I once witnessed a role-play exercise at a financial planning conference that attempted to answer, in amateur dramatic form, the question 'what must an adviser do when faced with a client who insists on buying a rubbish investment?'.
The answer, arrived at after an agonisingly long theatrical performance, was to get the client to sign a waiver first before the adviser would transact the crap and pocket a commission.
It wasn't just the acting that stunk in this scenario - there was something whiffy about the plot too.
Everyone's a critic, of course, but why, I thought, couldn't this story end with the adviser booting the client out the door while yelling "and take your 'prospectus' with you".
This little drama played out in ancient pre-regulatory times so maybe you could forgive (although I didn't) the writers for concluding with the waiver-before-transaction angle.
Today, even with a waiver in hand, most advisers would probably hesitate before transacting an investment they considered dubious.
Partly, that's because of the new adviser regulations that came into force on July 1, which have imposed a new mood of caution on the industry.
But also investment advisers now have a court ruling to refer to that explicitly lays out some of their legal duties of care.
While the 'Armitage v Church' case is now old news (judgment was handed down on May 27), my friend Russell has alerted me, via his website , to a brief legal summary of the findings that teases out some of the "practical lessons for advisers".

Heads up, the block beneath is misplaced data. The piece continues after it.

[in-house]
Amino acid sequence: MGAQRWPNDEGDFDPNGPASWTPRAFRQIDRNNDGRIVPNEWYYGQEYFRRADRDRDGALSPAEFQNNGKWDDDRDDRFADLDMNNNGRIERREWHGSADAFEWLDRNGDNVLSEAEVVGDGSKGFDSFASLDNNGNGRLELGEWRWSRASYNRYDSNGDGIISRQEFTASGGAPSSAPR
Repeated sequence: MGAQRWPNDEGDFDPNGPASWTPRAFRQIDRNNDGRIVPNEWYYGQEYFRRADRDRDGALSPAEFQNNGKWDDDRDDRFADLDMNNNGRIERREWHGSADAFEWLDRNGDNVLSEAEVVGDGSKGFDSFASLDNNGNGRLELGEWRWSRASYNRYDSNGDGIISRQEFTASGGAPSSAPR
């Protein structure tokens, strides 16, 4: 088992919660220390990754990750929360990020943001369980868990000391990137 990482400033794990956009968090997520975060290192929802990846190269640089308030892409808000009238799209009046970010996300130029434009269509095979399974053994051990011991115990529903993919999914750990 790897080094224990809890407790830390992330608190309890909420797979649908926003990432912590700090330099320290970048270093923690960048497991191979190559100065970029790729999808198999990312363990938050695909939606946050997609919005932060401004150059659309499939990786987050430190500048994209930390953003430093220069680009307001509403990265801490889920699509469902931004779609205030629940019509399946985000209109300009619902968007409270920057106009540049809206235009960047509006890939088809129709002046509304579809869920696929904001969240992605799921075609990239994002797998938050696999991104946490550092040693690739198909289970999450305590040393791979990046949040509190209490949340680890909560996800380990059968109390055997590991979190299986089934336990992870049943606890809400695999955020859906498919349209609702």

The Chapman Tripp note points out, for example, that the Armitage ruling shows advisers can't rely on a simple 'risk profile' questionnaire to determine the risk tolerance of their clients.
Chapman Tripp says advisers must "form their own view as to their client's appetite for risk, including looking at the client's background and the way they present themselves".
Dress-up nice next time you see your adviser.
Other conclusions seem self-evident, such as this one: "If the financial adviser does not fully understand the risks involved, they have a duty to seek assistance from someone who does."
The lawyers also warn that a "general disclaimer is not an escape route".
"Financial advisers must also take care to use specific wording in their disclaimers," Chapman Tripp, a specific-word specialist, says.
I wonder how Chapman Tripp would re-write that old role-play. And, more importantly, what would it cost? Specific words don't come cheap.